Basic Ubuntu Commands with ExamplesYou’ve just booted up your first Ubuntu server ever and you’re staring at the terminal screen. You’re excited yet nervous, your fingers ready to start dancing. But as your fingertips take up position on the keyboard… Nothing. A mysterious emptiness envelopes your mind, and your hands go numb. Having heard all the tales of the legendary power of the Linux command line interface, you now feel useless, like a monkey behind the steering wheel of a Ferrari.

If this describes your first experience with an Ubuntu VPS (Virtual Private Server) or dedicated server, fear not — we’ve got you covered with a neat list of basic Ubuntu commands that will take your Linux CLI skills from “utter newb” to “I can do this”.

First off, let’s get some basic terminology straightened out. When you log in to your VPS (or simply, ‘server’), whether with PuTTy on Windows or via the native terminal on another Linux machine, you are connecting through a terminal (or ‘console’) screen. A terminal is the physical screen you would use to interact with a computer, although nowadays most terminals are virtual, meaning that you can run multiple different terminals on one computer at the same time.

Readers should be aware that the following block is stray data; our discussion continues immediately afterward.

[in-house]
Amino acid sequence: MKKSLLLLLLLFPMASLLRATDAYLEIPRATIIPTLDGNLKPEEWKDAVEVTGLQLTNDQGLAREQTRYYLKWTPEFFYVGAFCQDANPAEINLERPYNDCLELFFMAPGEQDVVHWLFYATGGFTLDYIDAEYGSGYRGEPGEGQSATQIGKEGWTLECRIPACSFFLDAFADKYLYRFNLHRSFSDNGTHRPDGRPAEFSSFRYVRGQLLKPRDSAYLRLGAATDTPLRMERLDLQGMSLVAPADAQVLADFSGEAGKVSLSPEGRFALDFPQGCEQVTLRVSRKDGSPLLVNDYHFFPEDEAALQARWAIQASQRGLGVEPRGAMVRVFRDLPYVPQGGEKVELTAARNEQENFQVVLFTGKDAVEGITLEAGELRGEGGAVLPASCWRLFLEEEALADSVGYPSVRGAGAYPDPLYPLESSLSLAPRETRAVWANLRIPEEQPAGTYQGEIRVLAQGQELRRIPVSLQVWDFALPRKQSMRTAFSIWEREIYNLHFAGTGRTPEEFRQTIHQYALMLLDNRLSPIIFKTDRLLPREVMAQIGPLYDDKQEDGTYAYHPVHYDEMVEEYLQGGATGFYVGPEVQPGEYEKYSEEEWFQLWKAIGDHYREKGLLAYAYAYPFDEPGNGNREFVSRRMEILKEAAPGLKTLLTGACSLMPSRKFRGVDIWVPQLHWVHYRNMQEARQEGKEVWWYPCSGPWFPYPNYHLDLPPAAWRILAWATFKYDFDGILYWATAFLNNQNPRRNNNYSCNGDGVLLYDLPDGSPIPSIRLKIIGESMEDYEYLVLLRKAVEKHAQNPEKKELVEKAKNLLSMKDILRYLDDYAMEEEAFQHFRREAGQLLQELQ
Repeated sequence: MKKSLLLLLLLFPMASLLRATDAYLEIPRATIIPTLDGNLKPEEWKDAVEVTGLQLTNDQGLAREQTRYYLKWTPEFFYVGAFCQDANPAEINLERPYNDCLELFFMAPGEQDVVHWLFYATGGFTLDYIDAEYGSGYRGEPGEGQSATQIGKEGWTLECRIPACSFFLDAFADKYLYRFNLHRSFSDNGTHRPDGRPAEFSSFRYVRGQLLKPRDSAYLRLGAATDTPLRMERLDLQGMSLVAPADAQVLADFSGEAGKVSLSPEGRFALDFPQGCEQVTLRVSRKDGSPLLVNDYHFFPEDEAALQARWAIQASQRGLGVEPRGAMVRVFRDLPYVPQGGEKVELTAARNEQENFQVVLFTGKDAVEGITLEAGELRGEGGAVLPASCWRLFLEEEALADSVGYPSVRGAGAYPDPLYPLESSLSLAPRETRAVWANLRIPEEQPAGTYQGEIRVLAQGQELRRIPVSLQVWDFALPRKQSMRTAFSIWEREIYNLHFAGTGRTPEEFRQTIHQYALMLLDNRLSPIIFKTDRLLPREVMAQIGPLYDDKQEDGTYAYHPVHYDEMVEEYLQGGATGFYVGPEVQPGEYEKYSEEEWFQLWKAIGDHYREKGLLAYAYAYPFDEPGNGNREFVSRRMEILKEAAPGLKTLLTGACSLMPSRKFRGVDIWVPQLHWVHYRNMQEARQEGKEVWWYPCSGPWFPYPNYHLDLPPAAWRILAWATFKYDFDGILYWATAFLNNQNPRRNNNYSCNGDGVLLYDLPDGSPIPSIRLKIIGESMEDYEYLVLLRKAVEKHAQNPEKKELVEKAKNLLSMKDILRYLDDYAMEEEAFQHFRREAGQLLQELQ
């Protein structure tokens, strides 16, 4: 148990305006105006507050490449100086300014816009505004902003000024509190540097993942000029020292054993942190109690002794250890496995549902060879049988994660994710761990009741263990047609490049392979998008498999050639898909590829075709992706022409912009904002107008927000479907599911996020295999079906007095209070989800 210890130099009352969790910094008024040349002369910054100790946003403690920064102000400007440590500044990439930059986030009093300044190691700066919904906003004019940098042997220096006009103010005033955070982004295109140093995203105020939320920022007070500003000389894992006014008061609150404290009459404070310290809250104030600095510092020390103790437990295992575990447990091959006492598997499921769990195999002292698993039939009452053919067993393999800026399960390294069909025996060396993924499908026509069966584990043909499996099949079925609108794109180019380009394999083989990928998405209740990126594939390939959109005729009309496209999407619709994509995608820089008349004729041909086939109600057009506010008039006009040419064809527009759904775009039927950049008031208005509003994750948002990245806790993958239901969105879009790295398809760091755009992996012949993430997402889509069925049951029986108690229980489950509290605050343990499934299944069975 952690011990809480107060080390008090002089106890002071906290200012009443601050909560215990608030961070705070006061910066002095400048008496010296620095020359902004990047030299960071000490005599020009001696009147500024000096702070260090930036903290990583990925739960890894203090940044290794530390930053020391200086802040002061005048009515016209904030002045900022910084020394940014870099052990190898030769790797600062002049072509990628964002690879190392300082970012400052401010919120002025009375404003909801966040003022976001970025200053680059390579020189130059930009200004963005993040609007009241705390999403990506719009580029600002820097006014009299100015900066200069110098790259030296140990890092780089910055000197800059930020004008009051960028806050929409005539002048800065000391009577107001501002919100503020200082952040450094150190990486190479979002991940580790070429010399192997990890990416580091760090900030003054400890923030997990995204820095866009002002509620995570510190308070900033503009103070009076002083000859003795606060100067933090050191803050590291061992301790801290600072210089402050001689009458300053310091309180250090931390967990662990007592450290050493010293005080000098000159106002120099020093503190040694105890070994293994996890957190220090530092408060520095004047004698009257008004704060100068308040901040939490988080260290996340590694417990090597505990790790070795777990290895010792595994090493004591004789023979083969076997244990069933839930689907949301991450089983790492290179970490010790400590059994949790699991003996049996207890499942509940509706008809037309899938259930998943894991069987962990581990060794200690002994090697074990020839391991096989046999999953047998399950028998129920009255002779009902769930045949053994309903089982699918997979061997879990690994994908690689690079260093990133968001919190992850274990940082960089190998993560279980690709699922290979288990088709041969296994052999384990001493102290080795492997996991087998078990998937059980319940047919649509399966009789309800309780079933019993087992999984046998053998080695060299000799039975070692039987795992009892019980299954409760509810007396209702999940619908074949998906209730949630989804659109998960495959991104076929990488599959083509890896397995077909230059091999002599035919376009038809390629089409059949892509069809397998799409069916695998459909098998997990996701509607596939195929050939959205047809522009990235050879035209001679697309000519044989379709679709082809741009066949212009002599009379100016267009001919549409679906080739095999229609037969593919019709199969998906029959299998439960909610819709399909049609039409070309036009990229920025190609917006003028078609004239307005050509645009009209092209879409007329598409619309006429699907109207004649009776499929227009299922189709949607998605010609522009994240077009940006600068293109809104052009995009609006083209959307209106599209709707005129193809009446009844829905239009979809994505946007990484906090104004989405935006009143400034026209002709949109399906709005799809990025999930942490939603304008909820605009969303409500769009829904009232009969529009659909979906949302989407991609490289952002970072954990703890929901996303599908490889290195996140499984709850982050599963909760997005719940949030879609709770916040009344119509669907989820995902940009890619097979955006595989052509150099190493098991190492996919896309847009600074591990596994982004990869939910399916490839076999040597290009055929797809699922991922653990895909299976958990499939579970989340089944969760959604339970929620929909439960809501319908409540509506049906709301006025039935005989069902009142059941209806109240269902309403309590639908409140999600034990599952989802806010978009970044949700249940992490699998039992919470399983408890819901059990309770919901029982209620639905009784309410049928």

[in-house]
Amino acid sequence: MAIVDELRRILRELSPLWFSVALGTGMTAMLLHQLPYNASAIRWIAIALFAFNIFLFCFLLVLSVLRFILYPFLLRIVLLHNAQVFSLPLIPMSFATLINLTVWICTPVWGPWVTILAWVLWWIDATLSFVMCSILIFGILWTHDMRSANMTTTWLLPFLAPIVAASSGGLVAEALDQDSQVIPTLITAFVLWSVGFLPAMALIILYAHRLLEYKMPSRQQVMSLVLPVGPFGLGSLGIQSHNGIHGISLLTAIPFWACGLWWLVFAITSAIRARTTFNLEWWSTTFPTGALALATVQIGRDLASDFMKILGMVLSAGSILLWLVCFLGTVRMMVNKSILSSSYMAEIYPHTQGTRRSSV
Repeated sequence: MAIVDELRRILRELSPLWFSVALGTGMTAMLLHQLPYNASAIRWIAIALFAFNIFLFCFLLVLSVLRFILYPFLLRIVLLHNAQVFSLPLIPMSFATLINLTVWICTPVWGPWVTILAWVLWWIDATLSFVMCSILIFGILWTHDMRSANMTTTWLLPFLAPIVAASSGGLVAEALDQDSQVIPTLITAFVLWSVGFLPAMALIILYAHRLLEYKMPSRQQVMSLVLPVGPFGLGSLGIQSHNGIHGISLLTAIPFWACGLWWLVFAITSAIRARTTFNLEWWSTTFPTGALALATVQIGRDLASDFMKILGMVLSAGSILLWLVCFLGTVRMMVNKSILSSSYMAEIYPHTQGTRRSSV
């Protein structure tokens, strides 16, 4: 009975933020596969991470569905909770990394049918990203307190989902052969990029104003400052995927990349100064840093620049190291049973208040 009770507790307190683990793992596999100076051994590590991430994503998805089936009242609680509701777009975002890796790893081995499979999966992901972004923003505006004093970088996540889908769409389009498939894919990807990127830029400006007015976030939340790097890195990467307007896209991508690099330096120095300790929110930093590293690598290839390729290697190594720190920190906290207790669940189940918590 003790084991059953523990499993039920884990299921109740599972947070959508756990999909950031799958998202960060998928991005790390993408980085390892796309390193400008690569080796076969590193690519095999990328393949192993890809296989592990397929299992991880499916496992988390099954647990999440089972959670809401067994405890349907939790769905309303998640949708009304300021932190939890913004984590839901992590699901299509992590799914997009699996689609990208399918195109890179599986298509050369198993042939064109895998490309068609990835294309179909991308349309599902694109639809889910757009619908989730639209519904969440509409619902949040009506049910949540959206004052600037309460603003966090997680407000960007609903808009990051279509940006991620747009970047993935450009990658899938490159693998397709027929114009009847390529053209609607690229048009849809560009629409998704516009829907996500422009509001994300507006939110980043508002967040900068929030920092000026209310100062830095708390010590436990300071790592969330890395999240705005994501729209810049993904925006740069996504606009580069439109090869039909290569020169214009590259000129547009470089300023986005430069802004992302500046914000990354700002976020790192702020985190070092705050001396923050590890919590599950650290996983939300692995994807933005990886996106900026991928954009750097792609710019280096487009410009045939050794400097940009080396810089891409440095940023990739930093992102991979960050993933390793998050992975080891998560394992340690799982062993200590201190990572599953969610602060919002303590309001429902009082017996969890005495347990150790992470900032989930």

Once you’re logged in to your server, you encounter a shell. The shell is an application whose main purpose is to run other applications by entering commands, and is often called a command-line shell because you execute commands line-by-line by pressing Enter. The default terminal shell for Ubuntu is called BASH, an acronym for “Bourne-Again SHell”.

So what are the commands, then? Let’s dive in!

Note: These Ubuntu commands are common to most UNIX-based distributions, so they will also work on Debian and similar flavors of Linux.

Command 1: cd

cd stands for “change directory” and you will use it to navigate your way around the files and folders on your filesystem.

Examples

To move to your filesystem’s root directory:

cd /

To move to your own user’s home directory, use the tilde (~):

cd ~

To move to the directory ~/projects:

cd ~/projects

To move back to the previous directory you were in:

cd -

To move to the parent directory of your current directory:

cd ..

Command 2: ls

ls stands for “list” and it lets you list all the files and folders in a given directory. If you don’t supply any options, it’ll simply show you all the files and folders in your current directory. Note that “folder” is used interchangeably for “directory” in this tutorial, and the same goes for “subfolder” and “subdirectory”.

Examples

To list everything including hidden files that start with “.” (e.g. “.htaccess”):